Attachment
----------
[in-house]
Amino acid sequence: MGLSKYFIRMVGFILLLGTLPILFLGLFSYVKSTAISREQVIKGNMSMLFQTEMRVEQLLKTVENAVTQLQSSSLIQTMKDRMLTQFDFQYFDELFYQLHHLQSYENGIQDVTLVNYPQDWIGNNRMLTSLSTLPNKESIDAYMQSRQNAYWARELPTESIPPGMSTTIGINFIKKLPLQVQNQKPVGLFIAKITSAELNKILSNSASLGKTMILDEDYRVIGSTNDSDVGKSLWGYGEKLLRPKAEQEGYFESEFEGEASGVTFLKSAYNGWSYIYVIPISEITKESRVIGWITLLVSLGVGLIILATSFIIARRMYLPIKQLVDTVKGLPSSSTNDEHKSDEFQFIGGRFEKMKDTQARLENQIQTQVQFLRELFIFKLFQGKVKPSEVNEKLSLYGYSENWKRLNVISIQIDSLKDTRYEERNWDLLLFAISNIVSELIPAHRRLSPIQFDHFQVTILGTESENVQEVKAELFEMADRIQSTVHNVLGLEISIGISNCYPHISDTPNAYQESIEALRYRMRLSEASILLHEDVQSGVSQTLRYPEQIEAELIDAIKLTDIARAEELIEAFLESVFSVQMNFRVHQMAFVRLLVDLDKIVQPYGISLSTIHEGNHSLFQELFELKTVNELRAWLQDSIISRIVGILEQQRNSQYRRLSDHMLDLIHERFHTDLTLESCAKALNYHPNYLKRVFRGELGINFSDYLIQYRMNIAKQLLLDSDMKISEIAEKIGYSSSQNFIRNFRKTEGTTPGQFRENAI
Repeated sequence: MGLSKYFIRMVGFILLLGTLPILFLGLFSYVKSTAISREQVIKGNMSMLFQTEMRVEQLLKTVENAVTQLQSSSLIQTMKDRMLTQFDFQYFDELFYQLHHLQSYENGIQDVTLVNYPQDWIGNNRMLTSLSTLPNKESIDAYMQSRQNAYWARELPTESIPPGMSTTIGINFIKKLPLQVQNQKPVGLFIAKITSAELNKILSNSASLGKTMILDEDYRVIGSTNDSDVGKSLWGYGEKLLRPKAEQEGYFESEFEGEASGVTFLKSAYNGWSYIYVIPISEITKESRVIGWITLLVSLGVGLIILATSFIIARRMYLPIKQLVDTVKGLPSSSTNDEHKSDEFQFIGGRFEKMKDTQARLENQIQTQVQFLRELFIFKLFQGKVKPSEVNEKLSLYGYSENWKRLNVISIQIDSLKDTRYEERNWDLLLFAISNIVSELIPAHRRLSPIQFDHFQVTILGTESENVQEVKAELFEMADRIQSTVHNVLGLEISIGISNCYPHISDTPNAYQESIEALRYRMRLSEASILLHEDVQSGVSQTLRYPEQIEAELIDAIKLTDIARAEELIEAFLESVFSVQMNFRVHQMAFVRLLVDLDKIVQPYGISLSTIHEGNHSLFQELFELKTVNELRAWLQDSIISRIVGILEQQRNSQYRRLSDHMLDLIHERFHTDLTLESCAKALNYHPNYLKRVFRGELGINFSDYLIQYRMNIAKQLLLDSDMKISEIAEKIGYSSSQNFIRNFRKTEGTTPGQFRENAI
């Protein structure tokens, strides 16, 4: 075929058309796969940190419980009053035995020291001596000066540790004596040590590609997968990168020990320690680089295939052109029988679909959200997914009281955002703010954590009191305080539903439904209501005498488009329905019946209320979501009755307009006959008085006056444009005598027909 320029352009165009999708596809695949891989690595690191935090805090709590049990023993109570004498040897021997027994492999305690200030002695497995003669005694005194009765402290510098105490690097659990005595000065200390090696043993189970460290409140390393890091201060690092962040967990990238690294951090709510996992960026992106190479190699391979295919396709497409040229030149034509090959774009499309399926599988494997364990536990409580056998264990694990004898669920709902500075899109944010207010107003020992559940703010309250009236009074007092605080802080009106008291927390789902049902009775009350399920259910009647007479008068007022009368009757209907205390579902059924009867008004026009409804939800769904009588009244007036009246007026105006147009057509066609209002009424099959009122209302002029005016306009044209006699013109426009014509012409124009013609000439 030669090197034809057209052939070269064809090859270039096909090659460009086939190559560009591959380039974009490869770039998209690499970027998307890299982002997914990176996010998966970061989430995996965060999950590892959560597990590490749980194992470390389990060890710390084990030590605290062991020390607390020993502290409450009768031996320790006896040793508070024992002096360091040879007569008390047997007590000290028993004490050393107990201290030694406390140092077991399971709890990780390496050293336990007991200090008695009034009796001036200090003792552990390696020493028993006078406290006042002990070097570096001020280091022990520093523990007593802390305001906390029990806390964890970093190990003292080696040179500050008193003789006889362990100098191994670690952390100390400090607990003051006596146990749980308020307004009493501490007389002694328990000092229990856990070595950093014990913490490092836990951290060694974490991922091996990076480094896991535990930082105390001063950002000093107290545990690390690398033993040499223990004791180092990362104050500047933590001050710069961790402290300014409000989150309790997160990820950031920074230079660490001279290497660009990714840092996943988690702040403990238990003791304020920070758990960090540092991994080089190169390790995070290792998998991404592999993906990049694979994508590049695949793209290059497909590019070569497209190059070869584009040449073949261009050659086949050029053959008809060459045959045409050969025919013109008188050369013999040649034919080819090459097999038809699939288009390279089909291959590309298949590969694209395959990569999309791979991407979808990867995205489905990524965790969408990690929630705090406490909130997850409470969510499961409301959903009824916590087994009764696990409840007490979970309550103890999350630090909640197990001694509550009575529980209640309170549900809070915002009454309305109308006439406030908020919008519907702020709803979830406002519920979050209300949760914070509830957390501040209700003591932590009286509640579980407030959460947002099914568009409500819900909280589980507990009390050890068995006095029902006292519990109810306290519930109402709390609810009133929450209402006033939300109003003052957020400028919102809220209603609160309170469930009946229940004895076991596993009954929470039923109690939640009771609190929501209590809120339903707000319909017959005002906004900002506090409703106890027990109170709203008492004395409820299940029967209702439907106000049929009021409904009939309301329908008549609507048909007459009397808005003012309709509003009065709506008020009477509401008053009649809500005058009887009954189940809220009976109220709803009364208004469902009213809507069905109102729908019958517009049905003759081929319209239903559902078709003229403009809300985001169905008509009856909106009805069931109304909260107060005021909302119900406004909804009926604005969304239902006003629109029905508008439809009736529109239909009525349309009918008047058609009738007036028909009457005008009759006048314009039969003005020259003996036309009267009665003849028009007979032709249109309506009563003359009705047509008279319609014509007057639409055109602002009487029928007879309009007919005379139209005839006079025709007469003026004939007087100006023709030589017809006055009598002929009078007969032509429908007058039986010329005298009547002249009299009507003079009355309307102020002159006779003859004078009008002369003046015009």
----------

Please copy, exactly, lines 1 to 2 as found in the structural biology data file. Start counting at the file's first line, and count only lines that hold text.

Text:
[in-house]
Amino acid sequence: MGLSKYFIRMVGFILLLGTLPILFLGLFSYVKSTAISREQVIKGNMSMLFQTEMRVEQLLKTVENAVTQLQSSSLIQTMKDRMLTQFDFQYFDELFYQLHHLQSYENGIQDVTLVNYPQDWIGNNRMLTSLSTLPNKESIDAYMQSRQNAYWARELPTESIPPGMSTTIGINFIKKLPLQVQNQKPVGLFIAKITSAELNKILSNSASLGKTMILDEDYRVIGSTNDSDVGKSLWGYGEKLLRPKAEQEGYFESEFEGEASGVTFLKSAYNGWSYIYVIPISEITKESRVIGWITLLVSLGVGLIILATSFIIARRMYLPIKQLVDTVKGLPSSSTNDEHKSDEFQFIGGRFEKMKDTQARLENQIQTQVQFLRELFIFKLFQGKVKPSEVNEKLSLYGYSENWKRLNVISIQIDSLKDTRYEERNWDLLLFAISNIVSELIPAHRRLSPIQFDHFQVTILGTESENVQEVKAELFEMADRIQSTVHNVLGLEISIGISNCYPHISDTPNAYQESIEALRYRMRLSEASILLHEDVQSGVSQTLRYPEQIEAELIDAIKLTDIARAEELIEAFLESVFSVQMNFRVHQMAFVRLLVDLDKIVQPYGISLSTIHEGNHSLFQELFELKTVNELRAWLQDSIISRIVGILEQQRNSQYRRLSDHMLDLIHERFHTDLTLESCAKALNYHPNYLKRVFRGELGINFSDYLIQYRMNIAKQLLLDSDMKISEIAEKIGYSSSQNFIRNFRKTEGTTPGQFRENAI